Electric planes, solar powered aircraft and fuel produced from used cooking oil and other waste - called sustainable aviation fuel - are no longer pipedreams. They point to the future of aviation. But while these exciting innovations and pioneering initiatives are to be applauded, they are still not operated or available at scale. So, the question we should really be asking is, what does the transition to a lower carbon future look like in the interim?
Air BP's commitment to developing better, cleaner, more sustainable aviation fuel is nothing new. For over a decade we've been enabling ground-breaking test flights; we first supplied sustainable aviation fuel (SAF) in 2010 to the Brazilian airline TAM (now LATAM). And we're also investing in sustainable alternatives. Now we're among those leading the way to a more sustainable future with sustainable aviation fuel that recycles used cooking oils - and, in the future, household waste - to cut carbon emissions by up to 80% over its lifecycle.
Gigi Yuen, Air BP's global carbon neutral leader, explores how we are balancing the challenge of satisfying customer demand and business needs with achieving carbon neutrality.
One of the highlights of my career has been helping achieve carbon neutrality (in 2016) across our global network of more than 250 Air BP operated into-plane sites. It demonstrates how the business is not only investing but has been acting for years to tackle climate change.
The emphasis of the Air BP Carbon Neutral program right from the start has always been to first establish a reduction plan for our operations. Only after this do we offset emissions that remain. This has been the basis of the carbon management framework since 2014.
The initial challenge we faced was coming up with the methodology and framework to quantify our carbon footprint. Every location is different. We needed to consider the different geographies and understand our overall footprint.
The second challenge was to look at how we could reduce our direct and indirect emissions to achieve more energy efficiency in our operations. No two locations are the same so there's no 'one size fits all' model that can be applied. Working closely with our operations team and airports was - and still is - vital in developing innovative solutions to reduce our carbon footprint.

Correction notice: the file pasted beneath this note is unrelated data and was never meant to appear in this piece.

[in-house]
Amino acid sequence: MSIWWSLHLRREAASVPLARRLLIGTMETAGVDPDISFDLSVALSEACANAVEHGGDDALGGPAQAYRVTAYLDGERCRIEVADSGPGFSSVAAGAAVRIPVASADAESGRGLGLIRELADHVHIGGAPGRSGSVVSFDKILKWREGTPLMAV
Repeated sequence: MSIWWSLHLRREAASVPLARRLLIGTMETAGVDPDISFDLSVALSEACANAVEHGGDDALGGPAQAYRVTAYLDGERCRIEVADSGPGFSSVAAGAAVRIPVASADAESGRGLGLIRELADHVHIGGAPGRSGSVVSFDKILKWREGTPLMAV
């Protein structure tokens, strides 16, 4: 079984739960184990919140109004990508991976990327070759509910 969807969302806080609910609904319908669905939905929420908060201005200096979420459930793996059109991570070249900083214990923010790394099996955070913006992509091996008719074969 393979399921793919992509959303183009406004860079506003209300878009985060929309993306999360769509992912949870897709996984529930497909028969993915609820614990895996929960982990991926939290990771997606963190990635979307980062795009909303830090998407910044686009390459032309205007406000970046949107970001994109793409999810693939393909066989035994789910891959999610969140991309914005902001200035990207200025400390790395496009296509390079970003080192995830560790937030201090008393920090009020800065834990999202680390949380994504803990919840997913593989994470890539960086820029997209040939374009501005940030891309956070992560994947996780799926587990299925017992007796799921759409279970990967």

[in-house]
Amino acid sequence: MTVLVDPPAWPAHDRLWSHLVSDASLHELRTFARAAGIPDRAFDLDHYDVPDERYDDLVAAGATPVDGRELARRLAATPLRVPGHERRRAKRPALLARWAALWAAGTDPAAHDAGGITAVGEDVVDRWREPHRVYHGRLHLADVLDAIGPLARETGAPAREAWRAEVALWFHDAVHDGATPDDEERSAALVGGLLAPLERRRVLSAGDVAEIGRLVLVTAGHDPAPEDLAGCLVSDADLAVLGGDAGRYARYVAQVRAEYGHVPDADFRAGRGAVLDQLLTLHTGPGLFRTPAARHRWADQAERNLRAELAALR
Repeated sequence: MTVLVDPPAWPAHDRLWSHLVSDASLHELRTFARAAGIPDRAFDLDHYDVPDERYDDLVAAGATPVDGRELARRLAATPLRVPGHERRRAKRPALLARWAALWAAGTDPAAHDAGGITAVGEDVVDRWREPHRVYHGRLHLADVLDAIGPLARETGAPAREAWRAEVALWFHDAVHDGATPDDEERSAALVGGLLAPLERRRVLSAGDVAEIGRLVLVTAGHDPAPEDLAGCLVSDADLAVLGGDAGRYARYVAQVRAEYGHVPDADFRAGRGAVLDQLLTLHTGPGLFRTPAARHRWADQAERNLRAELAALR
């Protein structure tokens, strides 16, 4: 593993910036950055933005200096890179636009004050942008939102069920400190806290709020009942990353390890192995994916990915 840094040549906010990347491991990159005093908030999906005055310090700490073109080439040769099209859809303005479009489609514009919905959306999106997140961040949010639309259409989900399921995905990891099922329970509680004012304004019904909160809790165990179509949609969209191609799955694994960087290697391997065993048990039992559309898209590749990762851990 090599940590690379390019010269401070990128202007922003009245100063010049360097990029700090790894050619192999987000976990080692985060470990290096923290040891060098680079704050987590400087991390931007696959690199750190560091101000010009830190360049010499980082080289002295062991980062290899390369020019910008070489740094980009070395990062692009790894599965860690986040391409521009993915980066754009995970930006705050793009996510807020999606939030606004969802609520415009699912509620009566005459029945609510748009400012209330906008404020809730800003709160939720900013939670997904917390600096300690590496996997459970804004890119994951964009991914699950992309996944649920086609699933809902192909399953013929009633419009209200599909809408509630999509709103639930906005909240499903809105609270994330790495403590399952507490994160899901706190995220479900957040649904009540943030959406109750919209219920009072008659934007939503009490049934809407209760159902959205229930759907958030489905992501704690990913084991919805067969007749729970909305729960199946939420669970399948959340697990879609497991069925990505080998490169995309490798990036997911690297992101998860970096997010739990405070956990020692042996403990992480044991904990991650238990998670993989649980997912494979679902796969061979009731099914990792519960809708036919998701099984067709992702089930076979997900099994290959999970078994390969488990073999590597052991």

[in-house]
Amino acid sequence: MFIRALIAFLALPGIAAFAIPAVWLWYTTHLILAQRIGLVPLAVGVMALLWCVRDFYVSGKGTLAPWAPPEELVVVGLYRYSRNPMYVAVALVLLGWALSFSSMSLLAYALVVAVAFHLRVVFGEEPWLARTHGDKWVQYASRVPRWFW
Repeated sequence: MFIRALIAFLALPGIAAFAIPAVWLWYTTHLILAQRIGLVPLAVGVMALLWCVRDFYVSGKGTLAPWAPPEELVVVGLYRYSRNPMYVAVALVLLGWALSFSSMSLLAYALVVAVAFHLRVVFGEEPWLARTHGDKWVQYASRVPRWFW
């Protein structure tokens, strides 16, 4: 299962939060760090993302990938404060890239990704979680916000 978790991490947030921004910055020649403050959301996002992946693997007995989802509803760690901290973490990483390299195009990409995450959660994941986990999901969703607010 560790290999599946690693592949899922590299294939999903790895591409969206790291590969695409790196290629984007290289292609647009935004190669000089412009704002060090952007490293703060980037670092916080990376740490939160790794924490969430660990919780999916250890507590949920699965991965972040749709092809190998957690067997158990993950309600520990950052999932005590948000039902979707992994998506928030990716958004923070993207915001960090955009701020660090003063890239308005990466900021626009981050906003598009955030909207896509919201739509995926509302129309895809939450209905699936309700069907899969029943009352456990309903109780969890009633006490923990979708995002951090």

For example, when it comes to energy consumption, we'll only pump what is needed. We also use alternative energy for our trucks. We have over a decade of experience of using electric powered vehicles which significantly reduce emissions. Our vision is to have zero emissions trucks in our fleet.
We have also adopted stop-start technology in our hydrant dispensers. The clever thing about this technology is that it constantly monitors power demands and reduces the length of time the engine is running during refuelling.
From fuel efficient vehicles to innovative technologies, here are some of the key initiatives we've used to achieve carbon neutrality across our global network of Air BP operated locations:
Climate change is a global concern, and tackling it requires long-term collaboration from everyone. Business, government and society are beginning to take action and we're seeing more and more examples of this.
Take the Nordic countries - they are leading the way towards sustainable air travel because people at every level are engaged, including governments, industry, and the general public. We're exploring how we can keep the industry aware of the latest developments in carbon neutrality. This is something we're also working closely on with the Australian government for its National Carbon Offset Standard (NCOS).
We partner with airlines and airports to work with BP's dedicated carbon offsetting team - BP Target Neutral. This is a voluntary programme to help our customers offset their carbon emissions. As part of BP, together we have offset more than five million tonnes of CO₂. BP Target Neutral carefully select offset projects from around the globe; each has to meet a rigorous list of requirements and are independently verified. These programmes are also benefitting local communities and changing lives.
We're often asked what the future holds for the aviation industry's wider carbon neutral goals. Moving away from vehicles and aircraft powered solely by fossil fuels is a major focus. Our sustainable aviation fuel plays a role in efforts to help reduce an aircraft or airline's carbon emission levels. It can be produced from waste such as used cooking oil to cut carbon emissions by up to 80% over the lifecycle of the fuel. We have already established supply chains and to date have supplied SAF to 16 airports worldwide, and counting. We're working with leading SAF producers and developers like Neste and Fulcrum BioEnergy to meet our customers' needs by purchasing, blending and supplying SAF. We are also looking at opportunities to use biofuels for our fleet of ground vehicles. But looking ahead, we're keen to work with airline operators and manufacturers to gain a better understanding of how electrification of aircraft could affect airport intrastructure and ground handling services.
Both governments and industry associations globally are making commitments to a more sustainable aviation future. It's clear that collaboration will be key to how successful we are as an industry in achieving these goals. So while Air BP is playing a part in leading the way to a more sustainable future, we're doing so alongside other partners and stakeholders with a shared vision. Integral to the role we play is our ability to really listen to what customers need and want and to try to ensure we deliver that in the most sustainable way possible.